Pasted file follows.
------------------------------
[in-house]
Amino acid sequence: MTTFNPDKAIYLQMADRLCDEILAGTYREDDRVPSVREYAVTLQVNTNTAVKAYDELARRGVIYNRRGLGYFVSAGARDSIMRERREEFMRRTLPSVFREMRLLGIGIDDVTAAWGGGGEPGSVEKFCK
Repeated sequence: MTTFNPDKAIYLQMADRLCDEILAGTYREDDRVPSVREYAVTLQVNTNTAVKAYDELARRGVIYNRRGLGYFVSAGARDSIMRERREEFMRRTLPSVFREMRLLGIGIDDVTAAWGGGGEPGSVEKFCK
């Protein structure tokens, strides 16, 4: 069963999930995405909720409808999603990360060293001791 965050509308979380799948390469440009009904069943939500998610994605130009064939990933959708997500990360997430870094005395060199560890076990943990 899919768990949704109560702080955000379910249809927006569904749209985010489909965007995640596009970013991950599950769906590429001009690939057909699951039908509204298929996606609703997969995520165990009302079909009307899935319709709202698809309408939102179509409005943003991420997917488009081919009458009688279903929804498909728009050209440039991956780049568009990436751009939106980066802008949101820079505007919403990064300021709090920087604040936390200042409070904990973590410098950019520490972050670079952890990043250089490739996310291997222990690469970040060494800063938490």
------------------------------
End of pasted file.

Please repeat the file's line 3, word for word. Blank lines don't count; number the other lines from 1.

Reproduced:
Repeated sequence: MTTFNPDKAIYLQMADRLCDEILAGTYREDDRVPSVREYAVTLQVNTNTAVKAYDELARRGVIYNRRGLGYFVSAGARDSIMRERREEFMRRTLPSVFREMRLLGIGIDDVTAAWGGGGEPGSVEKFCK